Ethnic self-help groups still vital as they customise support for beneficiaries: PM Lee

SINGAPORE – Ethnic-based self-help groups such as the Chinese Development Assistance Council (CDAC) are still an important source of aid for low-income families as they are able to customise programmes most relevant to their beneficiaries.

Speaking at CDAC’s 30th Anniversary Open House on Sunday, Prime Minister Lee Hsien Loong said that from time to time, people ask why these ethnic groups, which also include Mendaki, Singapore Indian Development Association (Sinda) and Eurasian Association, are still relevant to Singapore’s multiracial society.

PM Lee explained that while the Government provides assistance to low-income families regardless of ethnicity, these self-help groups – which are funded by the Government and community donations of 50 cents to $3 per worker each month – are able to provide additional support and address issues without raising racial or religious sensitivities.

These groups also provide a vehicle for more well-off Singaporeans to support members from their own communities, said PM Lee at CDAC’s headquarters in Tanjong Katong.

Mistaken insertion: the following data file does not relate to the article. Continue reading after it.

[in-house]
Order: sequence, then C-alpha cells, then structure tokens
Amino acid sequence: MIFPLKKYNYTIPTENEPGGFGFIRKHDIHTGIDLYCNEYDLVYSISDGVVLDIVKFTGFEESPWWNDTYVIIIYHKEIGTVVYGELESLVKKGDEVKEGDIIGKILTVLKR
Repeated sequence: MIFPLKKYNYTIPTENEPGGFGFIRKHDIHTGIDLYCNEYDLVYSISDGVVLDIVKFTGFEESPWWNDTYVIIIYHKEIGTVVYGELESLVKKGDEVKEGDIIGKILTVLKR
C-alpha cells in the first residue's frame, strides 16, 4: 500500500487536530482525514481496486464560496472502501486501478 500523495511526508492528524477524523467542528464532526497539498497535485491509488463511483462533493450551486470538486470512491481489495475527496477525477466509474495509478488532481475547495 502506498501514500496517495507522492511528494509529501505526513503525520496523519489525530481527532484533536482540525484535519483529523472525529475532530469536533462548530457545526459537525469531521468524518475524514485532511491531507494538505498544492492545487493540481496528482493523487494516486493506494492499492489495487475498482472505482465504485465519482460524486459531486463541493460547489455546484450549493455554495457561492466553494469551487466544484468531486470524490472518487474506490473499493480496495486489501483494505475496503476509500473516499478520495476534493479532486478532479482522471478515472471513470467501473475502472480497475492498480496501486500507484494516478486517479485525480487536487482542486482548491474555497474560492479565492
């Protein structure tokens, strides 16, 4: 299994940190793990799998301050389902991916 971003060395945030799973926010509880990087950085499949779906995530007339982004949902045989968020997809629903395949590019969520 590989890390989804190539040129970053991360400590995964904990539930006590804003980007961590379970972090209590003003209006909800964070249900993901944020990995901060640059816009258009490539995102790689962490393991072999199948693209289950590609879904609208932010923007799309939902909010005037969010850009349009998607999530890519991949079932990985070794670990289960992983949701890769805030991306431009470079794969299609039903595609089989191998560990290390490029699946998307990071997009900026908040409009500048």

He added: “It is a very natural human impulse, and it strengthens the bonds between members of the community. It builds a sense of self-reliance and pride in the community, which complements their Singapore identity.”

Looking ahead, self-help groups such as CDAC, which benefits close to 18,000 households, will help with social mobility even as Singapore’s economy becomes more developed and economic growth is harder to come by, said PM Lee.

He was speaking as the guest of honour at the open house, which was also attended by Minister for Health Ong Ye Kung and other MPs.

About 650 members of the public attended the open house where activities like balloon sculpting, badge making and pebble painting were enjoyed by families despite the rain on Sunday morning.

CDAC, established in 1992, offers mentoring support, tuition programmes and financial aid to low-income families.

Last year, 17,700 households benefited from its programmes and support. This is down from 18,600 households in 2020 and a slight increase from the 17,000 in 2019.